CSU reacts: How has social media impacted your student experience?

Nick Botkin

A student with a backpack sits on a bench in the Behavioral Sciences Building at Colorado State University
Abby Waski, a sophomore business marketing major, said that social media helps her follow notifications on Canvas and set up study groups (Photo courtesy of Nick Botkin)

We seem to live in a world of screens. The president employs Twitter to communicate with the American people, to one’s delight or chagrin. One might utilize Facebook to check in with friends. Cell phones sometimes seem to be our best friends.

So how does social media shape student experiences on campus? Do we benefit from its presence at Colorado State University? And what are the pitfalls of its use?

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“I think it really just helps when you are in a hurry,” sophomore business marketing student Abby Waski said.

Waski said she uses social media for academic purposes, including setting up study groups and checking notifications on Canvas.

For other students, social media takes on a personal dimension.

“It just keeps me connected to my friends I do not see all the time and friends who go to other colleges,” sophomore human development and family studies student Bethany Grusing said.

Grusing said she likes Instagram and follows organizations that post their information online.

“I follow the football games on Twitter,” sophomore psychology student Taylor Nooner said.

For some students, social media allows for extracurricular engagement.

“It helps get me more involved,” Grusing said. Grusing also said social media allows the opportunity for connections with other colleges.

Some students do not utilize social media, including Forest Erickson, a senior agriculture business student.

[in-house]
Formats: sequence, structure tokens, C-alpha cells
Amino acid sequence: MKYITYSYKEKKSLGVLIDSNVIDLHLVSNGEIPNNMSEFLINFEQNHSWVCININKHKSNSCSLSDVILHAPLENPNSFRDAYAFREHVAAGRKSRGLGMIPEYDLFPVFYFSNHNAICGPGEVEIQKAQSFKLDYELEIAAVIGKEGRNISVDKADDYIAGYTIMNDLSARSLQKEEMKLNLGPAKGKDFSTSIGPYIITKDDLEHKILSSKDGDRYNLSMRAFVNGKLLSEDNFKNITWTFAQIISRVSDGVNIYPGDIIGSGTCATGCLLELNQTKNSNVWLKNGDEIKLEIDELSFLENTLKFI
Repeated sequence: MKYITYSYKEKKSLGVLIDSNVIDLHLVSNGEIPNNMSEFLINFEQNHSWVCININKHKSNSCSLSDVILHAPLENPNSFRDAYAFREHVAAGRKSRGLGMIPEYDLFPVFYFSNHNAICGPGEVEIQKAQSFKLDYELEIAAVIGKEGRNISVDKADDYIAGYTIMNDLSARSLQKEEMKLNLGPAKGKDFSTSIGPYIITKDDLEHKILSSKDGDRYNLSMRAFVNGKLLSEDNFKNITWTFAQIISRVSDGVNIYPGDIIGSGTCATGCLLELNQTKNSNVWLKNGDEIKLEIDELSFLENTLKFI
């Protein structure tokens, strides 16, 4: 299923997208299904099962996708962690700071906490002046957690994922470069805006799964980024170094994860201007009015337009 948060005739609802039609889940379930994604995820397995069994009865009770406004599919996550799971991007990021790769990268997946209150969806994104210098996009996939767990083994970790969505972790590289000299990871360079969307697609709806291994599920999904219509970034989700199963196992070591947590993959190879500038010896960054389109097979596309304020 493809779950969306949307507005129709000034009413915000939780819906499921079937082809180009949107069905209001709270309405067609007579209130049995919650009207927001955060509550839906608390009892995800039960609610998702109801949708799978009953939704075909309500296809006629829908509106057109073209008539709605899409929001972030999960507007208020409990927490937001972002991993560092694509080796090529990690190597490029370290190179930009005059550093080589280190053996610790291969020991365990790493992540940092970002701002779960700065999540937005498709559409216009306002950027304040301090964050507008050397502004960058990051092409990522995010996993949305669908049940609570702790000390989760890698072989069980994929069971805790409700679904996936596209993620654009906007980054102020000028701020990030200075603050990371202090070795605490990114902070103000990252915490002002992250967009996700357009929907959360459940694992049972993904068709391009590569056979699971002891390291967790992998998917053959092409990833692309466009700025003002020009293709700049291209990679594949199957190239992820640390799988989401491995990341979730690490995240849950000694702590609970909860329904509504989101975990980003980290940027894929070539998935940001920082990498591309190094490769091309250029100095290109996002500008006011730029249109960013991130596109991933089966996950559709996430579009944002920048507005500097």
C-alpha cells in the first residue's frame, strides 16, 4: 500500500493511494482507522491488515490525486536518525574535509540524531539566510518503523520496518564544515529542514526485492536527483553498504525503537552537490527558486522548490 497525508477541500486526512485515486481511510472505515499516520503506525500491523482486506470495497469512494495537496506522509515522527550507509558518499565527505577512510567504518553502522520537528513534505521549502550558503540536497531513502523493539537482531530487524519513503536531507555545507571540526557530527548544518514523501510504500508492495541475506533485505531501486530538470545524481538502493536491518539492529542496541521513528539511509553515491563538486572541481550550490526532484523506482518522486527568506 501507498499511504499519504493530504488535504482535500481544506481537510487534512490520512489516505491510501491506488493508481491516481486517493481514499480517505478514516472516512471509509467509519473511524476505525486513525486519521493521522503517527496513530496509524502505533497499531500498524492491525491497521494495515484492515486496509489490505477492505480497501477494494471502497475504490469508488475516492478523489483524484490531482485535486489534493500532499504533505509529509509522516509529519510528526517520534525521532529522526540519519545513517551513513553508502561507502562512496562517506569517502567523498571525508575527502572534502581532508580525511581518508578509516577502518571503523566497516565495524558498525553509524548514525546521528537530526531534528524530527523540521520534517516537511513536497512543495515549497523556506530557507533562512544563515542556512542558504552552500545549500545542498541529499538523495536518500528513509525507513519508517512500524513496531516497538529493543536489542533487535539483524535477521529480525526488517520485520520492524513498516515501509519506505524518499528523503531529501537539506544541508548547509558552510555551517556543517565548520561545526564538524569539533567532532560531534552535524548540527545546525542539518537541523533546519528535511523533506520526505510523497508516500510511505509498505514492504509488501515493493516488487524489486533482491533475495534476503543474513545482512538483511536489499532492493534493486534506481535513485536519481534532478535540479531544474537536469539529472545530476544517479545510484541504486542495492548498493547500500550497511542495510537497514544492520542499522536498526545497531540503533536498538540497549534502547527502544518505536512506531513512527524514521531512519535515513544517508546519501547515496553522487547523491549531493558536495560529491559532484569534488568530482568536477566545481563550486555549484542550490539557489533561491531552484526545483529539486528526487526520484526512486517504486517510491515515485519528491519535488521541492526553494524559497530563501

Erickson said he had no particular reason for avoiding social media, adding that it does not entertain him.

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If it were not on social media, we would not know about it”-Abby Waski, sophomore business marketing major

So is social media a plus or minus for our campus overall?

“I think it keeps everyone connected,” Grusing said.

Others agree.

“I think it is helpful,” Erickson said. “People know what is going on.”

Erickson added that social media helps people keep up to date with events. Some students think it has particular benefits for the campus.

“It is beneficial, especially for sports games,” Waski said. “If it were not on social media, we would not know about it.”

The downfall?

Waski said that social media allows people to be misled by others they admire. Social media makes it easy for people to create their own false identities, Waski said.

Fun fact

According to Brandwatch.com, there are 3.03 billion social media users.

For other students, social media can foster social ostracism.

Grusing said students not invited to an event on social media may feel “alone and self-conscious.” 

Possibly the worst downfall of social media is its ability to spread and create misinformation. It can also be a distraction to students. 

“It can be a distraction,” Waski said, noting that she sometimes uses social media while studying. “Or it can lead to egotistical things.”

Collegian reporter Nick Botkin can be reached at entertainment@collegian.com. His Twitter handle is @dudesosad.